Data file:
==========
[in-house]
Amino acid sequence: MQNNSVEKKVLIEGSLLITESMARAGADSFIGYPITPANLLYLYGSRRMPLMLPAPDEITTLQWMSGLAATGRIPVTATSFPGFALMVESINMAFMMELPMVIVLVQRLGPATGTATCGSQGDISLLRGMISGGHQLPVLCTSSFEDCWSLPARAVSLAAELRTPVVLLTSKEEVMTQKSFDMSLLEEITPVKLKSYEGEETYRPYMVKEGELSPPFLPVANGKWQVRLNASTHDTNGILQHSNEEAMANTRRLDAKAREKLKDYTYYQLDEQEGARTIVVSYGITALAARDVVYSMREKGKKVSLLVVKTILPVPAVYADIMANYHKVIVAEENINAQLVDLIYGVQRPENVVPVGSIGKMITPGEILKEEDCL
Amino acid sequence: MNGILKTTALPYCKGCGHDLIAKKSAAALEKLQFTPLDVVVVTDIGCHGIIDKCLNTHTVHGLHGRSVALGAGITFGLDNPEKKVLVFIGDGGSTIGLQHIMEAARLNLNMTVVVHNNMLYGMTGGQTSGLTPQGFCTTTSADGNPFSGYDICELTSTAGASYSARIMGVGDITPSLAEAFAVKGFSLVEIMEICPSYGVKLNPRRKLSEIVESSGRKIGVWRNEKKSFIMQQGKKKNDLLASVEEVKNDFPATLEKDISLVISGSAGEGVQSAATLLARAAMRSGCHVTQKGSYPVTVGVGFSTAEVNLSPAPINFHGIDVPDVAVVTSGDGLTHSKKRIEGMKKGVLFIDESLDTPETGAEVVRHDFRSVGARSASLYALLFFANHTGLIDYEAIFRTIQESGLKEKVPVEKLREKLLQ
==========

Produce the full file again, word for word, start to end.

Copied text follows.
[in-house]
Amino acid sequence: MQNNSVEKKVLIEGSLLITESMARAGADSFIGYPITPANLLYLYGSRRMPLMLPAPDEITTLQWMSGLAATGRIPVTATSFPGFALMVESINMAFMMELPMVIVLVQRLGPATGTATCGSQGDISLLRGMISGGHQLPVLCTSSFEDCWSLPARAVSLAAELRTPVVLLTSKEEVMTQKSFDMSLLEEITPVKLKSYEGEETYRPYMVKEGELSPPFLPVANGKWQVRLNASTHDTNGILQHSNEEAMANTRRLDAKAREKLKDYTYYQLDEQEGARTIVVSYGITALAARDVVYSMREKGKKVSLLVVKTILPVPAVYADIMANYHKVIVAEENINAQLVDLIYGVQRPENVVPVGSIGKMITPGEILKEEDCL
Amino acid sequence: MNGILKTTALPYCKGCGHDLIAKKSAAALEKLQFTPLDVVVVTDIGCHGIIDKCLNTHTVHGLHGRSVALGAGITFGLDNPEKKVLVFIGDGGSTIGLQHIMEAARLNLNMTVVVHNNMLYGMTGGQTSGLTPQGFCTTTSADGNPFSGYDICELTSTAGASYSARIMGVGDITPSLAEAFAVKGFSLVEIMEICPSYGVKLNPRRKLSEIVESSGRKIGVWRNEKKSFIMQQGKKKNDLLASVEEVKNDFPATLEKDISLVISGSAGEGVQSAATLLARAAMRSGCHVTQKGSYPVTVGVGFSTAEVNLSPAPINFHGIDVPDVAVVTSGDGLTHSKKRIEGMKKGVLFIDESLDTPETGAEVVRHDFRSVGARSASLYALLFFANHTGLIDYEAIFRTIQESGLKEKVPVEKLREKLLQ